Cuervo said that the city needs “to increase the level of homeownership and the level of owner-occupancy.” He said that he would use the soft power of the mayoral office to lobby the state to change how it calculates eligibility for affordable housing.
“We could be leveraging those federal funds to build in Providence, to rehab old housing stock, build new stock, use tons of irregular and undersized lots,” he said.
Solomon said that the city needs to collaborate with nonprofits, noting his successful work with groups such as the West Elmwood Housing Development Corporation while serving as council president.
The candidates expressed different views on taxing nonprofits in the city, which are tax exempt. The city has Payment in Lieu of Taxes agreements with various nonprofits in Providence, under which the organizations make voluntary contributions to the city. The University makes direct payments to the city under two agreements, both of which are set to expire this year.
Cuervo said that taxpayers are being “taxed beyond burden.” He said that while Brown brings economic development, prestige and research dollars, the University also brings gentrification, burden to city services and a rise in cost for residents. He said the city should use the city of New Haven’s relationship with Yale as a model for Providence’s relationship with Brown — Yale recently announced it would increase contributions to New Haven by $52 million over six years.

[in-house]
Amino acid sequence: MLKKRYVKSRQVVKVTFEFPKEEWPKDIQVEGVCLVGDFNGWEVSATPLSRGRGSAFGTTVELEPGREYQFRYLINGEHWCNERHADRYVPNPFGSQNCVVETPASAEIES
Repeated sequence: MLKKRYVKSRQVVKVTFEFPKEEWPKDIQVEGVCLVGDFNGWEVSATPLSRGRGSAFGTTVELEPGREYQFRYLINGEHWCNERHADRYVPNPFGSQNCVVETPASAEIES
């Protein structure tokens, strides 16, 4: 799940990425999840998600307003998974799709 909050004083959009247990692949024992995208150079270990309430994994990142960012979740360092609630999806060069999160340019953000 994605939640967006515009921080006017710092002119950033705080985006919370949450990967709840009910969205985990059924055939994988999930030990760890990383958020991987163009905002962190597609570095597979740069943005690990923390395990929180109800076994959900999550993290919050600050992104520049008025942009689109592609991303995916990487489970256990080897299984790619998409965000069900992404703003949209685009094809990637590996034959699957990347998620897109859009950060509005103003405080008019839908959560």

Smiley noted that Brown has buildings on Thayer Street and pays commercial taxes on those properties while other nonprofits do not. He said the Brown and RISD are huge parts of the city and make Providence special.
Solomon said that he supports some sort of payment to the city by nonprofits determined by a formula. He added that the city should renegotiate its agreement with the University once the current agreement expires because Brown’s “footprint is a lot bigger than it was 10 years ago.”
LaFortune said that local universities should all pay more taxes to go toward investment into the city. She underscored her work in higher education and said that students from underrepresented groups need money from these colleges, and that she would not want to take away these students’ ability to attend these institutions.
Correction: A previous version of this story misquoted Gonzalo Cuervo in saying the city needs increase the level of owner-occupancy. The Herald regrets the error.
Elysee Barakett is a senior staff writer for Metro. She mainly covers activism in Providence. She is a part of the class of 2025 and studies International and Public Affairs on the Policy and Governance Track.